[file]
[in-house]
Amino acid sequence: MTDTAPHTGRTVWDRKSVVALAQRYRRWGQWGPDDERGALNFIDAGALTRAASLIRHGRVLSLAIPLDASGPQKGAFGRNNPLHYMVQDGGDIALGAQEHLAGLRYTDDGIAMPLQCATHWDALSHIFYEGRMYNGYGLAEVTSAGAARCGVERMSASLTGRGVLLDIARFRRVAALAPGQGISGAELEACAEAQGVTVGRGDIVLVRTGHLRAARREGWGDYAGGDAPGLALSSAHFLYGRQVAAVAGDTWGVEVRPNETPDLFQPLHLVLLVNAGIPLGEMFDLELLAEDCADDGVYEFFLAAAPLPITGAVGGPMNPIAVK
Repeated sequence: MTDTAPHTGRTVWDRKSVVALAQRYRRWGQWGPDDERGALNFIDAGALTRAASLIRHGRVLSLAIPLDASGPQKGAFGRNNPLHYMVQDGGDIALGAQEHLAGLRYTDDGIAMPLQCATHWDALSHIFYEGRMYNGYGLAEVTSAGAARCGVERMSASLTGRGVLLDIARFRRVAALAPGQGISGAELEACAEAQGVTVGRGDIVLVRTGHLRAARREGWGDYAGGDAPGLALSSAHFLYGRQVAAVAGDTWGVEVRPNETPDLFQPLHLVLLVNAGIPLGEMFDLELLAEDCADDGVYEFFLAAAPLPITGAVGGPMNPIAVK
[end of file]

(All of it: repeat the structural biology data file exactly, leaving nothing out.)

[in-house]
Amino acid sequence: MTDTAPHTGRTVWDRKSVVALAQRYRRWGQWGPDDERGALNFIDAGALTRAASLIRHGRVLSLAIPLDASGPQKGAFGRNNPLHYMVQDGGDIALGAQEHLAGLRYTDDGIAMPLQCATHWDALSHIFYEGRMYNGYGLAEVTSAGAARCGVERMSASLTGRGVLLDIARFRRVAALAPGQGISGAELEACAEAQGVTVGRGDIVLVRTGHLRAARREGWGDYAGGDAPGLALSSAHFLYGRQVAAVAGDTWGVEVRPNETPDLFQPLHLVLLVNAGIPLGEMFDLELLAEDCADDGVYEFFLAAAPLPITGAVGGPMNPIAVK
Repeated sequence: MTDTAPHTGRTVWDRKSVVALAQRYRRWGQWGPDDERGALNFIDAGALTRAASLIRHGRVLSLAIPLDASGPQKGAFGRNNPLHYMVQDGGDIALGAQEHLAGLRYTDDGIAMPLQCATHWDALSHIFYEGRMYNGYGLAEVTSAGAARCGVERMSASLTGRGVLLDIARFRRVAALAPGQGISGAELEACAEAQGVTVGRGDIVLVRTGHLRAARREGWGDYAGGDAPGLALSSAHFLYGRQVAAVAGDTWGVEVRPNETPDLFQPLHLVLLVNAGIPLGEMFDLELLAEDCADDGVYEFFLAAAPLPITGAVGGPMNPIAVK